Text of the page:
Opinion delivered May 3, 1993 [Rehearing denied June 7, 1993.]
1. PLEADINGS — JOINDER OF CLAIMS PERMITTED. — The rules permit the joinder of claims brought against a party; specifically, A.R.C.P. Rule 18(a) provides that a "party asserting a claim for relief as an original claim . . . may join either as independent or as alternate claims, as many claims as he may have against an opposing party . . . ." 2. ACTIONS — CONTRACT AND TORT CLAIMS CONSISTENT WHEN THEY SEEK THE SAME RELIEF BASED ON THE SAME EVIDENCE. — Contract and tort theories have been determined to be consistent when both seek the same relief and the evidence to support recovery on one theory partially supports it on another. 3. ACTIONS — PURSUIT OF CONCURRENT, CONSISTENT REMEDIES. — If a party has two or more remedies that are concurrent and consistent, he may pursue all of them. 4. ACTIONS — ERROR TO STRIKE CONTRACT ACTION IN FAVOR OF CONSISTENT NEGLIGENCE ACTION. — Where appellant alleged that appellee was negligent in his representation of him by failing to present sufficient proof to corroborate appellant's asserted grounds for divorce, and his breach of contract cause of action, struck by the trial court, arose from the same theory — that appellee's failure to offer proof to corroborate appellant's grounds for divorce breached the implied contract between the parties, both causes of action seek the same relief, and the evidence to support recovery on one theory partially supports it on another; the trial court erred by striking the breach of contract claim.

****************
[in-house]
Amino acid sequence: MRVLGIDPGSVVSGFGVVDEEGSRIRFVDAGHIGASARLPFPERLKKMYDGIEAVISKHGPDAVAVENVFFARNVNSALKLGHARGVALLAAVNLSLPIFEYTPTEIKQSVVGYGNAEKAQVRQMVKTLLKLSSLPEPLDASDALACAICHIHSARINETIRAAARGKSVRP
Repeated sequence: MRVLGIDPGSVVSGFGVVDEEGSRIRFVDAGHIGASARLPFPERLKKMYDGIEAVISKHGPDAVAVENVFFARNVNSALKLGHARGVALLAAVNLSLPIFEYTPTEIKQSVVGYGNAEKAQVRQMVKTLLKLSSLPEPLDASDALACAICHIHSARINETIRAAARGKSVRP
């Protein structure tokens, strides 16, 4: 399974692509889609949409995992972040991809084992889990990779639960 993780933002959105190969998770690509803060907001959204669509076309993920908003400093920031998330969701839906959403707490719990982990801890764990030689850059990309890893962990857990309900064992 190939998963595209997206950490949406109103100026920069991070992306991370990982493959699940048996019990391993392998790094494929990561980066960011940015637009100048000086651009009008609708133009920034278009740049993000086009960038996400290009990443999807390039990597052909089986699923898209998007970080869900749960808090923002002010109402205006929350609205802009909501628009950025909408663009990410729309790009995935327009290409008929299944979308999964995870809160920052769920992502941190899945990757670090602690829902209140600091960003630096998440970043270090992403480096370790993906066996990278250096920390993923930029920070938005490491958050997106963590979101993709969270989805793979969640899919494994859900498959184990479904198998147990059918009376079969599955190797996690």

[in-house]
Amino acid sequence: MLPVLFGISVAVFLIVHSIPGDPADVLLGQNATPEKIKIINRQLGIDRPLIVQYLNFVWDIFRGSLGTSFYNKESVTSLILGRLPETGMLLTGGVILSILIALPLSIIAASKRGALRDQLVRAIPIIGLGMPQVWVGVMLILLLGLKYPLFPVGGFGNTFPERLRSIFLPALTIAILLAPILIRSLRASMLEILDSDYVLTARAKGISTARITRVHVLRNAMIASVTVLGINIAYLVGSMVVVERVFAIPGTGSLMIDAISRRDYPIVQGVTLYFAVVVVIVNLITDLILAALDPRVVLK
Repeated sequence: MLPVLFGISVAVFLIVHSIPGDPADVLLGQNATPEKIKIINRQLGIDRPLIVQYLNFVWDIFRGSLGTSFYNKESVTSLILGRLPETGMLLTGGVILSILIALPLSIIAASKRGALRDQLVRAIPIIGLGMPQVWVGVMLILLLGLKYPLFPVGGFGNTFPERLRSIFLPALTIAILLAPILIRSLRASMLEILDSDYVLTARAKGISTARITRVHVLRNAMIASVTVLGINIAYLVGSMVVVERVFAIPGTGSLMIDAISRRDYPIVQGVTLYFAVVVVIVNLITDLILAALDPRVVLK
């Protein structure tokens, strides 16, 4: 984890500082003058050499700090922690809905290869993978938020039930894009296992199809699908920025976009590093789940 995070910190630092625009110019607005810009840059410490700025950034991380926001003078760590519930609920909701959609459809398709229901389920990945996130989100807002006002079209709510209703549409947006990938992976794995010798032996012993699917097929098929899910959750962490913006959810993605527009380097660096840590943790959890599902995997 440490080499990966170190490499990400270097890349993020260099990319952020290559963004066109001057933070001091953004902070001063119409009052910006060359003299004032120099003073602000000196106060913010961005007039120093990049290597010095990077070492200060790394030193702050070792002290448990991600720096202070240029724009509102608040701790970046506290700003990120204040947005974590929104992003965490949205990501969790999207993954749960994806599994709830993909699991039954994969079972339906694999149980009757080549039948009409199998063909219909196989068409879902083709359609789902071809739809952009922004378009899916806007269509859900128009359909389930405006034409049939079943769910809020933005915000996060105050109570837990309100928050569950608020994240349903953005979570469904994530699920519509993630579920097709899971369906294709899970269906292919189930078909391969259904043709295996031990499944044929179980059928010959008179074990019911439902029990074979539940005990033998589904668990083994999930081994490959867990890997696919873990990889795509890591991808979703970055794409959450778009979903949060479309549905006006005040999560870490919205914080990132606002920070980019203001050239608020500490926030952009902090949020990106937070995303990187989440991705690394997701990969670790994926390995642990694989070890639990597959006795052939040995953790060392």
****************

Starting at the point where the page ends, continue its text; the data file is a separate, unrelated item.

Appeal from Pope Circuit Court; John S. Patterson, Judge; reversed and remanded.
Crockett, Brown Worsham, P.A., by: Richard E. Worsham, Cheryl Fisher Anderson, and Robert J. Brown, for appellant.